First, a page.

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Chiara Dalla Rosa / © Culture Trip
Chiara Dalla Rosa / © Culture Trip
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Art Tour of Soho: 12 Stops in London’s Most Artistic District

Picture of Jessica Barnfield
Updated: 20 February 2018
Soho has long been known as London’s most creative quarter – home to numerous bohemian artists, writers and creative figures, all attracted by its laid back, debauched reputation. We take you on a tour of Soho’s artistic history, from the boozers where artists drank, to the galleries keeping Soho’s artsy spirit alive.
Chiara Dalla Rosa / | © Culture Trip

Way back in Tudor England, the cry ‘Soho!’ signalled the sighting of a hare in the King’s hunting grounds, which comprised of a small patch of London that is now better known for its restaurants, bars, clubs, and theatres. From being Henry VIII’s hunting ground, Soho went on to become home to French Huguenot immigrants in the 17th century, who characterised the area as the French quarter, before becoming home to a host of bohemian writers, artists, and creative individuals attracted by the area’s reputation for debauchery.

Chiara Dalla Rosa / | © Culture Trip

These individuals left their mark on Soho, which today is being changed yet again by a tide of gentrification, alongside a relentless flow of tourists. It still has its charmingly naughty reputation, and the raw spirit of Soho’s artistic past can still be captured; allow our art map of Soho to guide you through the most interesting and historical places left standing in London’s most dynamic quarter.

Chiara Dalla Rosa / | © Culture Trip

Begin your day with a stroll through Anne’s Garden, where you can see an unusual work of art. Taking its inspiration from Duchamp’s Fountain, the community project toilet was erected in St Anne’s Gardens (a burial ground for sufferers of the plague) to allow children to play in the park for longer, and also engage locals to stretch their artistic muscles by decorating the interior.

Anne’s Garden, 55 Dean Street, London W1D 6AF, UK, 020 7437 8039

Chiara Dalla Rosa / | © Culture Trip

The Brewer Street Car Park

Check out this iconic structure, which in recent years has come to be recognised as one of London’s key cultural spaces. The former car park is used for cultural displays across a range of media; children’s choirs video installations, live performances, talks and dinners. Take a peek at their website to find out what’s coming up.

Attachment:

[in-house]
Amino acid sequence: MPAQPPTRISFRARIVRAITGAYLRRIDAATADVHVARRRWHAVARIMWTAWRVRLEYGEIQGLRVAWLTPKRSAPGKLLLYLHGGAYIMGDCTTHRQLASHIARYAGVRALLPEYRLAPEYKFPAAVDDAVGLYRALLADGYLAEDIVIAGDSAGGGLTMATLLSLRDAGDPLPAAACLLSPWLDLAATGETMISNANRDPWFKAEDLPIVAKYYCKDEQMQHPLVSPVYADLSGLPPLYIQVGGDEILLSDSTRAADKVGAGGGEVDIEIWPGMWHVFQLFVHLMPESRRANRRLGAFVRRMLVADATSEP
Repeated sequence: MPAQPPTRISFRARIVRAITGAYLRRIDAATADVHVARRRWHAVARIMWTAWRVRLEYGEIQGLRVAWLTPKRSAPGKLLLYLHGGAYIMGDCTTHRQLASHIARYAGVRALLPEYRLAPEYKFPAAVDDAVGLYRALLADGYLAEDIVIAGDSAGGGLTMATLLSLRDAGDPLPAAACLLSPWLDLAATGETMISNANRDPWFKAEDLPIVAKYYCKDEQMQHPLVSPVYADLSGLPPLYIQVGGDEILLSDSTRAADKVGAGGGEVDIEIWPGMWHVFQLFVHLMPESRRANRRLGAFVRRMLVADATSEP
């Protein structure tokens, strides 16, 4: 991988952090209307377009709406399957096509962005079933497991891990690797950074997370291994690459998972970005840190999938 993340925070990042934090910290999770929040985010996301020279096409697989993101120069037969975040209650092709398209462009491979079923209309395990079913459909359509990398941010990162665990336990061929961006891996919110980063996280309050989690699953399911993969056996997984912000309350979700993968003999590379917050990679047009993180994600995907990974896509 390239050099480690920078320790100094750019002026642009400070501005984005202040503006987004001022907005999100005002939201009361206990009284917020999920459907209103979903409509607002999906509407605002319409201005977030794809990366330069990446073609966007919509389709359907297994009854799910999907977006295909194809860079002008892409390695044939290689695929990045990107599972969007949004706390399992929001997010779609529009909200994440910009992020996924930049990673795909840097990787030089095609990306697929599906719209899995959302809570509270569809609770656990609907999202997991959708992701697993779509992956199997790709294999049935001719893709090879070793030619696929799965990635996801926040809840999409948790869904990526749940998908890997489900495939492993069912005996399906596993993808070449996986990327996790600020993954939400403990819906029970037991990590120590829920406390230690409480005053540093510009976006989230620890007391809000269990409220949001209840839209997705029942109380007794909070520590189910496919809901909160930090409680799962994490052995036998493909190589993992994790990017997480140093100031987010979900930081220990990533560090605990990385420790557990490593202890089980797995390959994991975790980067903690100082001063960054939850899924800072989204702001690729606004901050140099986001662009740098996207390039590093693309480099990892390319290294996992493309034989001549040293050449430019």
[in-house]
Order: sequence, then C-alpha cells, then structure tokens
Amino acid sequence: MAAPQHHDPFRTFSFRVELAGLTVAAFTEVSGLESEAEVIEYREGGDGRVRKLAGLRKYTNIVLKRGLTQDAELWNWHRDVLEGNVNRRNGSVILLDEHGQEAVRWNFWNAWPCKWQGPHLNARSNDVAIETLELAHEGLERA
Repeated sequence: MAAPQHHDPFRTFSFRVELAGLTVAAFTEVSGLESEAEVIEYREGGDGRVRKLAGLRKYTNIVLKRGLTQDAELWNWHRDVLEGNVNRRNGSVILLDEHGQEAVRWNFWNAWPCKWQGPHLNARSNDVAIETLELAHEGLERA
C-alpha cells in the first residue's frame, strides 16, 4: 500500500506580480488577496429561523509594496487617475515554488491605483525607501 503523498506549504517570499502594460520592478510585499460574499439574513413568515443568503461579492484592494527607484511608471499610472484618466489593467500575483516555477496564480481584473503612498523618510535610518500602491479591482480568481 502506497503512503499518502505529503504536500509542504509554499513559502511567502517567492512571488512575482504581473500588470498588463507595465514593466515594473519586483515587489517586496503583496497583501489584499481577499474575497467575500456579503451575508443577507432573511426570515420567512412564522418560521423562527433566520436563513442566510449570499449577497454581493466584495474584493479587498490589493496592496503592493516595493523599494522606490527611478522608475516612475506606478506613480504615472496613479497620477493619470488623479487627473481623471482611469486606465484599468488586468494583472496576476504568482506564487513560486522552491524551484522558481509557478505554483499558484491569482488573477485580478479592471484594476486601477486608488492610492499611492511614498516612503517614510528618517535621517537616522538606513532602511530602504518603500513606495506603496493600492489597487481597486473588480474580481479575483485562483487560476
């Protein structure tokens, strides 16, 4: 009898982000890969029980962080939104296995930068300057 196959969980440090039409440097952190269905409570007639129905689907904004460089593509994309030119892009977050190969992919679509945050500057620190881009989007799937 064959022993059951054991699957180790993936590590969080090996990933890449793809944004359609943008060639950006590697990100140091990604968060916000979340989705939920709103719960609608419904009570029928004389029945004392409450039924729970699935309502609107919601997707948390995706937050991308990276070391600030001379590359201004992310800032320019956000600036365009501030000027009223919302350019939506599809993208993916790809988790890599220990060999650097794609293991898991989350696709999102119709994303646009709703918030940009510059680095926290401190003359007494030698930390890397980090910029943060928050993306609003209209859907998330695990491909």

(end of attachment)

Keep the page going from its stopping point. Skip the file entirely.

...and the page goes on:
Brewer Street Car Park, Brewer Street, London, UK

Frith Street

Wander down the historic Frith Street, where what is now Bar Italia was once the laboratory of John Logie Baird and is the site where he demonstrated television for the first time. From the most modern of all art forms, TV, to classical music: this same street houses the Prince Edward Theatre, which identifies the site to be where Mozart once lived.

Prince Edward Theatre, Prince Edward Street, 28 Old Compton Street, London W1D 4HS, UK, 0844 482 5151

Bar Italia, 22 Frith Street, London W1D 4RF, UK, 020 7437 4520

Chiara Dalla Rosa / | © Culture Trip

From the site where television was first demonstrated, take a peek at the giant electrical sculpture on Ganton Street; a giant plastic plug socket that is either an eyesore or a fantastic artistic comment on modern culture’s dependency on electricity – you decide.

Ganton Street Plug, Ganton Street, Soho, London, W1F, UK

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The Spirit of Soho mural

Take a look at the Broadwick Street mural, and see how many famous faces from Soho’s eclectic artistic history you can spot. You might be able to spot Dylan Thomas, and the famous jazz musician George Melly, amongst others.

Spirit of Soho Mural, St Anne’s Tower, 55 Dean Street, London W1D 6AF, UK

James Gould / | © Culture Trip